How to use After Effects for Game UI

by Hristo K April. 16, 18 0 Comment

How to use After Effects for Game UI

Adobe After Effects is undoubtedly the world leading solution for Motion graphics and Special FX. From movies through television to game studios it is the go-to tool for a great range of tasks – keying, composing, tracking (to name a few). Furthermore it has a huge and very active community as well as a great ecosystem of third-party plugins.

In this tutorial, I’ll show you how you can use After Effects to recreate the special FXs in the Mission select screen of our FPS Kit.

There are 3 Major steps:

1. FX authoring
2. Assets export
3. CSS animations

Please note that this tutorial assumes that you are at least intermediate user of the Adobe After Effects. If you are new to the product I recommend you check out the official getting started tutorials before continuing.

1. FX authoring

The first step is to create the actual effect. Wе’ll start with a png image with a transparent background which would give us the shape for the effect. One way to get it is to use auto-trace (Layer/Auto-trace) which automatically takes the outline of the layer and creates a mask from it.

Then you need to create a new solid layer and paste the mask. To copy the mask from layer to layer simply select the mask lane and press ctrl+c. Then select the other layer and press ctrl+v. (Tip: if you want to resize the mask you can activate the free transform from Layer/Mask and Shape path/Free transform points.

Now that we have the shape let’s add the actual effect. This could be done with the built-in tools of After Effects but it’s far easier with an awesome free plugin called Saber from videocopilot –  After you’ve installed it just search for it in the effects panel and drag and drop it to the solid layer.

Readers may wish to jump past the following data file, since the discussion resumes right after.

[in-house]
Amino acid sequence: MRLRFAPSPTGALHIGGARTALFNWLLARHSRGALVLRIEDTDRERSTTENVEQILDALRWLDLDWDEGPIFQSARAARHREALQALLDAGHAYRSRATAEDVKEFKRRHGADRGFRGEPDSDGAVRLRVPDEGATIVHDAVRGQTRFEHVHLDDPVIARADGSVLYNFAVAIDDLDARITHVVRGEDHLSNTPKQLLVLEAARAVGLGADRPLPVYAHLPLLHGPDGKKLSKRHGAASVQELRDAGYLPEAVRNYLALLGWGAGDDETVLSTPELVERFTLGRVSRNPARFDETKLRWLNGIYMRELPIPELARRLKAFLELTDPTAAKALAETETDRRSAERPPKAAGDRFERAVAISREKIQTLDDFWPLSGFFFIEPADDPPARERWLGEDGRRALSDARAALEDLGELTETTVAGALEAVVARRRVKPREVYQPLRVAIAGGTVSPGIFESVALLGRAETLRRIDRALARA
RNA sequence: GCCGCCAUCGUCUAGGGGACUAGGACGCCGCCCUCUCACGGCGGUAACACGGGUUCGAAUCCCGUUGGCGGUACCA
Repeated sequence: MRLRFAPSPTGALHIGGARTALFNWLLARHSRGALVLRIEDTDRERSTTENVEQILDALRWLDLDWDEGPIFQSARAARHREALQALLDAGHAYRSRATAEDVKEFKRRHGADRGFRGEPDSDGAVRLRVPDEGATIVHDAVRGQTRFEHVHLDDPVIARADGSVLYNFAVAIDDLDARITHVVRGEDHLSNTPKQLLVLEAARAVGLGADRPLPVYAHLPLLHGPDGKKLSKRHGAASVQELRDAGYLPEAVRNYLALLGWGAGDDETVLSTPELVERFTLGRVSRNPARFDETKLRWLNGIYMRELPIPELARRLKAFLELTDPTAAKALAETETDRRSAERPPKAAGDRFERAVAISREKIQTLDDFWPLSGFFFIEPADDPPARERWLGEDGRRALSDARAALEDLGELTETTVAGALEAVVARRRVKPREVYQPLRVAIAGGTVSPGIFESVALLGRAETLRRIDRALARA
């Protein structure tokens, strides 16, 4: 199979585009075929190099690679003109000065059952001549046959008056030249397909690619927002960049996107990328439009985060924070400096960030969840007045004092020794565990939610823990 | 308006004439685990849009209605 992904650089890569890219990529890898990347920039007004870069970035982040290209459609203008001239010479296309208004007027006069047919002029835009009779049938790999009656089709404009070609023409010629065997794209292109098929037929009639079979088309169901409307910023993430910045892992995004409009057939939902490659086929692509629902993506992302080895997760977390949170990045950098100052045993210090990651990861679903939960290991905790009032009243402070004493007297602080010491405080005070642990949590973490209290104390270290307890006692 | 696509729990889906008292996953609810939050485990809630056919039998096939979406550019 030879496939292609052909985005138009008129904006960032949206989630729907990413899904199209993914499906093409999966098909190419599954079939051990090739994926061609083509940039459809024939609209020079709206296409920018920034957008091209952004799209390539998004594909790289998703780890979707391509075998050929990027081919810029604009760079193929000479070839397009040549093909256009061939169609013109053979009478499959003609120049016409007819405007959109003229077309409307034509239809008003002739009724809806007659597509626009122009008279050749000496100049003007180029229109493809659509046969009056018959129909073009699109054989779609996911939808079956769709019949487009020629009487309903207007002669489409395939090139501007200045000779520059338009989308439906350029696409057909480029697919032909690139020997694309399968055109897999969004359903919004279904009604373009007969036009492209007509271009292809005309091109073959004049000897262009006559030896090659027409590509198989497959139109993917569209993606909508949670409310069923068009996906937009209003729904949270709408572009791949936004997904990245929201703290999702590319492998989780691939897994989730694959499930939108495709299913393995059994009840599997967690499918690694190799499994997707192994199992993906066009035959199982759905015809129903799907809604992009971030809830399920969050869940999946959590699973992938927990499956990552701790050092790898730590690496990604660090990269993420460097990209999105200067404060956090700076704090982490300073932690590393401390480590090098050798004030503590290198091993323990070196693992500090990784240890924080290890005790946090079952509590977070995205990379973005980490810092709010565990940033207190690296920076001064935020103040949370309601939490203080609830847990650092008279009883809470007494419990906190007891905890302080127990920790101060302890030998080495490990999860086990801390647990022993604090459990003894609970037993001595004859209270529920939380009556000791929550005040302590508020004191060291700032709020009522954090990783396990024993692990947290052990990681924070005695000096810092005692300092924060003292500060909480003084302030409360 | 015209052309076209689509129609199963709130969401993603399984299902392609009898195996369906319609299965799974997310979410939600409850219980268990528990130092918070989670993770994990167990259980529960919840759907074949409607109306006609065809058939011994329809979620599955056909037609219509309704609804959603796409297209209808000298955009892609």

Saber settings A few important settings that need to be specified in the Effect controls panel:
customize core – core type – Layer masks (this makes the effect follow the shape of the mask that we previously created)
composite setting – transparent (this makes the actual transparent background)

Then we can play with the rest of the settings to get the desired end effect. In this case, we are using the “energize” preset and animation of the Start offset setting. And here’s the finished effect!

2. Assets export

Once we have completed the effect we need to export it from After Effects. There are two major options – spritesheet or transparent video. The video is pretty straightforward (here’s a tutorial just in case) so we’ll focus on the spritesheet. Basically, we would want to create a flipbook animation through the spritesheet in which each of the sprites is a frame of the effect. To get that we can either export the frames as a series of pngs and arrange them in Photoshop or used an a plugin called sheetah.

In both cases, the end result should be something like that – a single image with rows/columns of individual frames.

3. CSS animations

Now we just need to make the animation happen in the actual UI of the game. This part is typically carried out by UI developers but It’s actually quite simple. We can use the background-position CSS property to navigate along x/y axis of the spritesheet. Then we just need to add a steps animations so that the animation “snaps” from one position to another in the spritesheet. The number of steps depends on the number of frames in the columns/rows of the actual spritesheet.

Here’s the complete CSS (btw the spritesheet is also responsive)

I hope you enjoyed this tutorial and you’ll use it to create a bunch of awesome special FX for you games! Tag us on Twitter so we can see your work or if yоu just want to chat!


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